If you’re not reaching, engaging, and monetizing customers on mobile, you’re likely losing them to someone else. Register now for the 8th annual MobileBeat
, July 13-14, where the best and brightest will be exploring the latest strategies and tactics in the mobile space.
Apple has yanked the Big Fish Games subscription app after a few days on the market. So much for a great experiment in subscription gaming on the iPad.
Big Fish Games announced the new app today, and it was the first game publisher Apple permitted to offer a subscription gaming service on the iPad. The app charged gamers $6.99 a month in return for allowing them to dozens of video games from Big Fish’s library of titles.
“We were notified that the app was removed,” said Paul Thelen, founder of Big Fish in Seattle, in an interview with Bloomberg. “We’re trying to follow up with Apple to try to figure out what happened.”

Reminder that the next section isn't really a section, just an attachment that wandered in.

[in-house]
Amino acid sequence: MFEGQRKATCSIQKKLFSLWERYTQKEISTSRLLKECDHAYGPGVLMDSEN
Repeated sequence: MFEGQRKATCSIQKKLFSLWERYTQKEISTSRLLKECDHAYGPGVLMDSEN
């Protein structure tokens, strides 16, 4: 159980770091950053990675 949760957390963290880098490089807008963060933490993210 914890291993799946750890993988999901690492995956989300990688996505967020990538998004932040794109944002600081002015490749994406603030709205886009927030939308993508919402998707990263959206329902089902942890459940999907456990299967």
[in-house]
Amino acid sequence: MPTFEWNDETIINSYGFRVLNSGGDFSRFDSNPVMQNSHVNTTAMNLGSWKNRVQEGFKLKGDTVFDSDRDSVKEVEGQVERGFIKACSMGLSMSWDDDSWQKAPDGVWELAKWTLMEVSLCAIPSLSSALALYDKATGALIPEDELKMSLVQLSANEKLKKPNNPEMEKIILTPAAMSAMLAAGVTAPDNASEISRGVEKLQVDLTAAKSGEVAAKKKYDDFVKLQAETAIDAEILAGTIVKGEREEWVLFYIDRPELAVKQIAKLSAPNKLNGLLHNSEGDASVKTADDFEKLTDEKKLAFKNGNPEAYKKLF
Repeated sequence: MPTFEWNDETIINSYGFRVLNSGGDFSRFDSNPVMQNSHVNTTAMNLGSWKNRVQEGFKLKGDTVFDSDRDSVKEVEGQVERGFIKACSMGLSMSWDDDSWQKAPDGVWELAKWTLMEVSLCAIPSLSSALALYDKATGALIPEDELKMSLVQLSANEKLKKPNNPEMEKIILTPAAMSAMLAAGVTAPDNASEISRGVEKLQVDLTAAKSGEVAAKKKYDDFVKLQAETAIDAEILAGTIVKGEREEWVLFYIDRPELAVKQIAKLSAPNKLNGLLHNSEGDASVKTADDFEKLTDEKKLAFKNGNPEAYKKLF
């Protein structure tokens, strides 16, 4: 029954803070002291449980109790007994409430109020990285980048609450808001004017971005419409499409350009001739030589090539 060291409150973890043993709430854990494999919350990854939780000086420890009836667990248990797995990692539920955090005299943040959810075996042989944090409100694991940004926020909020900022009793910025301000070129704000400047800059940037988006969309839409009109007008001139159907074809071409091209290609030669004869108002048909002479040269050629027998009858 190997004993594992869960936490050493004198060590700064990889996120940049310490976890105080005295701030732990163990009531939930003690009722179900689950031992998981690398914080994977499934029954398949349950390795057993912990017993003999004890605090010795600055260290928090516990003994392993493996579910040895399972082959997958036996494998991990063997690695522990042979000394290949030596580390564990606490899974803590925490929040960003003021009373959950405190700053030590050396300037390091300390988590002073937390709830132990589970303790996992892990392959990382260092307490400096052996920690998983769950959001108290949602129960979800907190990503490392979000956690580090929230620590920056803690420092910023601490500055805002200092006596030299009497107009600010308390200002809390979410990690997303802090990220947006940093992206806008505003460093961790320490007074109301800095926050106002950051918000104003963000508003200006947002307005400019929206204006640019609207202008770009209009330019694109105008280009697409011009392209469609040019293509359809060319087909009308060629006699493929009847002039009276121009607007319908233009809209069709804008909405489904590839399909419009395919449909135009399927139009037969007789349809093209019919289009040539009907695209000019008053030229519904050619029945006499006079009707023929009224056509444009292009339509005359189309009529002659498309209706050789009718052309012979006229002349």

Thelen was surprised because Big Fish had worked with Apple for several weeks to make sure it met the requirements for recurring monthly charges. Previously, subscriptions were used mostly by magazines and newspaper publishers. iSwifter also briefly charged subscriptions for its service of running Flash games on the iPad, but now it has reverted to a one-time fee.
“It was officially approved,” Thelen said. Apple had even reviewed today’s press release. Apple declined comment to Bloomberg.
Big Fish gave gamers access to titles such as Mystery Case Files and Mahjong Towers from within its app. Those games could be streamed via Wi-Fi to a user’s iPad from Big Fish’s data centers. Clearly, something strange happened today within Apple, which has often been mysterious when enforcing restrictions with game companies such as iSwifter and Tapjoy.
Big Fish was founded in 2002 and generated $140 million in revenues last year.
VB's research team is studying mobile user acquisition...
Chime in here, and we’ll share the results